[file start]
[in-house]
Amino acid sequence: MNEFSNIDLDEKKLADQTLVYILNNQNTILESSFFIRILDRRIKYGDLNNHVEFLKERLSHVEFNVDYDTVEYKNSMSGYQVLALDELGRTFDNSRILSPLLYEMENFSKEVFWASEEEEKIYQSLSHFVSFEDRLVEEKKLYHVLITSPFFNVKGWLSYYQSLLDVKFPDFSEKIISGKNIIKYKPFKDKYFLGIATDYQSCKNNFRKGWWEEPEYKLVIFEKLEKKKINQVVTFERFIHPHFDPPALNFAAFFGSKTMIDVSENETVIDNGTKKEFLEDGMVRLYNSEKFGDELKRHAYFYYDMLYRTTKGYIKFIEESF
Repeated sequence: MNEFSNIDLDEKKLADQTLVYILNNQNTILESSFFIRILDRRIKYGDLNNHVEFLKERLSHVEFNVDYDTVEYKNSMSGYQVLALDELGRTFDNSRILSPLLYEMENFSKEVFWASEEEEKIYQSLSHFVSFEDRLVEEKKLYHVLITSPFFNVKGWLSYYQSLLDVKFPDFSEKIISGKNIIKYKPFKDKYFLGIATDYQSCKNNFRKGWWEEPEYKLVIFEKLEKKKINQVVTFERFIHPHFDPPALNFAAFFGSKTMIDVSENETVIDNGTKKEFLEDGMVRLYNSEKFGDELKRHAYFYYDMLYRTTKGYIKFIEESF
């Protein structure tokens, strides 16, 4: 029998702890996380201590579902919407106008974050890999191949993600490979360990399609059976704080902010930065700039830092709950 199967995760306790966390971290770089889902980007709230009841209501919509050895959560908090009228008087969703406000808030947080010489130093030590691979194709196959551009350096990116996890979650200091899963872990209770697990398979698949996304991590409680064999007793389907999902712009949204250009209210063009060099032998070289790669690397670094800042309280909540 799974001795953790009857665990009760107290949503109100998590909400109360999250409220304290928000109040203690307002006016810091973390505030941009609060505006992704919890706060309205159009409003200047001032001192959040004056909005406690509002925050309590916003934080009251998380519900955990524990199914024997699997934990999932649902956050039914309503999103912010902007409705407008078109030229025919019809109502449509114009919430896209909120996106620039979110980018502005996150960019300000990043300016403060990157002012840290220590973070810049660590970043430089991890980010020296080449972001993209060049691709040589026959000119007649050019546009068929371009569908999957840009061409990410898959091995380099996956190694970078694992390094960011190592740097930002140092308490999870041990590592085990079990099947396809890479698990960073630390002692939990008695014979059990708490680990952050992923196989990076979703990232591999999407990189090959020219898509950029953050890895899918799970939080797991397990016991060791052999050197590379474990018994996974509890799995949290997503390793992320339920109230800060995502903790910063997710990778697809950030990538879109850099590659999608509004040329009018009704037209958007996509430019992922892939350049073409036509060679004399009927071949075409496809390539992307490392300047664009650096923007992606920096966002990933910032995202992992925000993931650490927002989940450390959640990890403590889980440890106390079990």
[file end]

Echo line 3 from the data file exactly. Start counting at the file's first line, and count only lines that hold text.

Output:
Repeated sequence: MNEFSNIDLDEKKLADQTLVYILNNQNTILESSFFIRILDRRIKYGDLNNHVEFLKERLSHVEFNVDYDTVEYKNSMSGYQVLALDELGRTFDNSRILSPLLYEMENFSKEVFWASEEEEKIYQSLSHFVSFEDRLVEEKKLYHVLITSPFFNVKGWLSYYQSLLDVKFPDFSEKIISGKNIIKYKPFKDKYFLGIATDYQSCKNNFRKGWWEEPEYKLVIFEKLEKKKINQVVTFERFIHPHFDPPALNFAAFFGSKTMIDVSENETVIDNGTKKEFLEDGMVRLYNSEKFGDELKRHAYFYYDMLYRTTKGYIKFIEESF